We started life with a clean slate. The polarity of how we view the world right after we got out of our mother’s womb is mostly based on our own unique temperaments and how our primary caregivers handled us as brand new humans who are still in need of intimate programming.
Scientifically, we are exquisitely unique with our diverse nervous systems. Psychologically, we can be molded.
So if we are one of those charming babies in the nursery room at two weeks old, mama, dada, and society can help turn us into a fine adult or in some cases, they can seriously fuck us up.
Before social standards, culture, and familial affairs directed our path, we have a state of oneness that was probably the most genuine form of peace that we so often chase as adults.
Then we started growing up and we begun seeing the world as labels. These labels then turned into divisions.
These divisions became the pioneer for organized living but also became the building blocks for hierarchy and stereotypes.
While I was growing up, I had a set of cassette tapes and a song book entitled: “Most loved children’s songs.” It was gifted to me by my mother with the hopes that she could raise her little girl into a talented and charming lady who can sing.
I almost memorized every song as I played the tape nonstop. I belted “Mary had a little lamb” and “The greatest love of all” like a pro.
For a while, I honestly thought I was a good singer. It was not until my seatmate in second grade had to shut me up while I was in the middle of a singing spree. She deliberately told me that I suck in singing and that she was annoyed that she had to put up with my irksome voice the whole semester.
I thought she was just being mean. I went home and told my father about it and was disappointed with his confirmation that yes, I was (and still am) really bad at singing.
A simple childhood remark given by an eight year old shaped another eight year old’s point of view. A good singer and a bad singer do sound differently. It is a category used a lot in every class presentations, karaoke sessions, international talent shows, and has shattered thousands, if not millions, of dreams.
Bad and good. White and black. Man and woman. Pretty and ugly.
Most of us get our labels way before we even learned how to look at ourselves in the mirror. We were told that our body was fat and considered less of a body because it did not fit the weighing scale.
And by the standards set by our culture, thin and fat do not belong under one category. Fair skin and brown skin are also, surprisingly, grouped into two different sectors based on the beauty standards that were mostly influenced by Western colonization and plain racism.
For a long time, we have even built a society with separate employment schemes for a man and a woman, as if strength only develops out of masculinity and warmth only radiates through being feminine.
Lucky are those whose parents have done their best to shower them with love and fairness. However, the time shall come when we have to peek through the comfortable blanket of safety that was laid upon us.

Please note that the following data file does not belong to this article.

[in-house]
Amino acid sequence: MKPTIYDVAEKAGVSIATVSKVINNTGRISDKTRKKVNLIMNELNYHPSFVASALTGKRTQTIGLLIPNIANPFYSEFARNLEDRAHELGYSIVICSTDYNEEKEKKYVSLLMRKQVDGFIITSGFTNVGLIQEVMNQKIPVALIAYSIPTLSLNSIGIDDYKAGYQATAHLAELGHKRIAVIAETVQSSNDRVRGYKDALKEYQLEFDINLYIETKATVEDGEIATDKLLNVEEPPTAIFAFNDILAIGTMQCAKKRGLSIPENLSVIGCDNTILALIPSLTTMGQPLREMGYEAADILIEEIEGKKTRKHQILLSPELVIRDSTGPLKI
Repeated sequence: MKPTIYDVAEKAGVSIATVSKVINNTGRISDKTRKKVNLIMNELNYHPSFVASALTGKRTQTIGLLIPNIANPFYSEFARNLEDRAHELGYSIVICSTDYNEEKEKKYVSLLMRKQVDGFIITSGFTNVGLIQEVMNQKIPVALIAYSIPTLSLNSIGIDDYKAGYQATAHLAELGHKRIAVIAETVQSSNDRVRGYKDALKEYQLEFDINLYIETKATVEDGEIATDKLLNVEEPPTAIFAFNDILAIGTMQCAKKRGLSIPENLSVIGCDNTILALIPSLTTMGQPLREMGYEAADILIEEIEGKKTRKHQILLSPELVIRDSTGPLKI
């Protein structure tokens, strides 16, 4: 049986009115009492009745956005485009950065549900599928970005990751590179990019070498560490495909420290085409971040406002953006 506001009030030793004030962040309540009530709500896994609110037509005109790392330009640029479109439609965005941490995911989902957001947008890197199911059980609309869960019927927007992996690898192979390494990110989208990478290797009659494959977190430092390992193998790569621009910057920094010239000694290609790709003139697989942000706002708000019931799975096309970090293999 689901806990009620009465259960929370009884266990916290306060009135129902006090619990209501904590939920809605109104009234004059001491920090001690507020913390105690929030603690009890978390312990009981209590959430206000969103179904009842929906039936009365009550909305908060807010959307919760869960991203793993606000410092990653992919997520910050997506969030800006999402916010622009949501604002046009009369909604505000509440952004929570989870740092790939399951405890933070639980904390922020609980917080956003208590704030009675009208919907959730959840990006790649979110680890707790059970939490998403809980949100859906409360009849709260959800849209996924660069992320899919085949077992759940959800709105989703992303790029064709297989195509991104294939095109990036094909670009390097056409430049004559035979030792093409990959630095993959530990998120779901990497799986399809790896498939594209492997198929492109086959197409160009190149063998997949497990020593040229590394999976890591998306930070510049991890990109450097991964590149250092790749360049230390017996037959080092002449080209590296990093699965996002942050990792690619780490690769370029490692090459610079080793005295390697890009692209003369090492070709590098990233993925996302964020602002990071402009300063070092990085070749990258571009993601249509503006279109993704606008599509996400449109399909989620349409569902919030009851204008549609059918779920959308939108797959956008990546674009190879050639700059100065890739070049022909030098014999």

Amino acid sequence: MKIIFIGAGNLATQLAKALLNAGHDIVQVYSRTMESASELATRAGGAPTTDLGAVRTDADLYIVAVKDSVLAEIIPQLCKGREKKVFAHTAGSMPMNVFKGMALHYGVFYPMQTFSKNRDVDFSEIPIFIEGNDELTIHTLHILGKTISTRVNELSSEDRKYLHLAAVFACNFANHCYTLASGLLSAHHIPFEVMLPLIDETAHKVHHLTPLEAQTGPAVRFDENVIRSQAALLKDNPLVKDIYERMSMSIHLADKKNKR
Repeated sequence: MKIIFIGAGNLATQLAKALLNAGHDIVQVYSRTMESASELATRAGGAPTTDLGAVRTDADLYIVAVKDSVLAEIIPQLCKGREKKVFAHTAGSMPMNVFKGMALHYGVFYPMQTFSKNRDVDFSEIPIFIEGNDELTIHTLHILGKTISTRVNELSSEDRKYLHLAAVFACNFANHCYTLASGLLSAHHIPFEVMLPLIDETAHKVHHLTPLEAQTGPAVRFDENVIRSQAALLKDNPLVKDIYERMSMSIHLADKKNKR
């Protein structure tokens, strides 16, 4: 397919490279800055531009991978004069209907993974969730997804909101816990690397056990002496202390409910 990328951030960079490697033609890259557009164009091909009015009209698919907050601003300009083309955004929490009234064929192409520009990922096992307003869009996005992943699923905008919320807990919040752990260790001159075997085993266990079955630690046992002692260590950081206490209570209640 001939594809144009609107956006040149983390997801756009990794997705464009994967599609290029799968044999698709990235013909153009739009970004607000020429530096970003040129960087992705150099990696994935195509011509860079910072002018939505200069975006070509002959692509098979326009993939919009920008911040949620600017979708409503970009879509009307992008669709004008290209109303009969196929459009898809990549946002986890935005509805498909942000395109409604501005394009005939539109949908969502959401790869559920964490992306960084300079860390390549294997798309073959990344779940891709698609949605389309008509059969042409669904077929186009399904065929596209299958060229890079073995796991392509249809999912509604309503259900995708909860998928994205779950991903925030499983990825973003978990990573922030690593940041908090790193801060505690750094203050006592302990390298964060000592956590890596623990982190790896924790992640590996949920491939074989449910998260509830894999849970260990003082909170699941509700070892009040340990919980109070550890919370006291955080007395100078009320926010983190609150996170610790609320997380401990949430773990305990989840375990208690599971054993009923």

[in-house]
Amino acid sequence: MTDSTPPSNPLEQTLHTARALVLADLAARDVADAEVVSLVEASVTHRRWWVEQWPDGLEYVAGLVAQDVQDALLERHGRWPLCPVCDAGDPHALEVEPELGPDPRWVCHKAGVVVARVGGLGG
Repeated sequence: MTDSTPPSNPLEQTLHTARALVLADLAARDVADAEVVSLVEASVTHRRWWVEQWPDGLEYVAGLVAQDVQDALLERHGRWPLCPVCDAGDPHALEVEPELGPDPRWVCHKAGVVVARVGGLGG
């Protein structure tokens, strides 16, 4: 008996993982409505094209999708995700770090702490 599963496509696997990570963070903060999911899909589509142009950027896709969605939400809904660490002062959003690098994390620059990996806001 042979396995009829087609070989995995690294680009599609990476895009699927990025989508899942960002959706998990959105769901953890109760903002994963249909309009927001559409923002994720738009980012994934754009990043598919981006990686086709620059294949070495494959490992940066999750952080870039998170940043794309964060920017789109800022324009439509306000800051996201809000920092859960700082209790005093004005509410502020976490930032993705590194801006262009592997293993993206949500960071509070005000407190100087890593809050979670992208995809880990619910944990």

So at an early age, the little brown girl learns that there are other kinds of girls with other kinds of color and they are all different.
The difference was harmless before it was set as a tool for separation.
From childhood, we were slowly being wired to see things as group A, group B, and group “whatever we would like to label things and people.”
We begin to see ourselves through a vaguely tinted glass mirror. Our perception and individuality even became harder when we not only hear those closest to us telling us of who we are but we also have the media reminding us through every magazine and TV show that we are not of the same kind as the rest of humanity because our color is of a darker shade, our gods have foreign names, and our homes are built in two opposite continents in the globe.
We are social creatures that thrive with every human interaction. We gain strength and wisdom from every conversation and acknowledgement that we get.
Our hearts, however, our also fragile and extremely vulnerable for isolation, insecurity, comparison and self-doubt brought about by these encounters. We will inevitably feel inferior in this world if we continue to let its labels separate us.
Labels are perceptions. It is the simple knowledge that black can never be white and salty can never be sweet. But to pick only one color out of the many shades there are in the spectrum is like dismissing the beauty of a rainbow.
We have proven that humanity stands strong and courageous because of its diversity but we often forget this when we have to deal with our comrades on a daily basis.
That is why it is important to be introspective. We have to work with each other to bring back that oneness that we once had.
Looking within makes us see who we really are beyond the elusive tinted mirrors that were handed to us. Because with peace and love, our polarities can help in holding us together.
The labels can remain as it is not entirely meant to seclude us from each other. It can serve as a reminder that we all can thrive within a society that is built out of diversity, respect, and acceptance.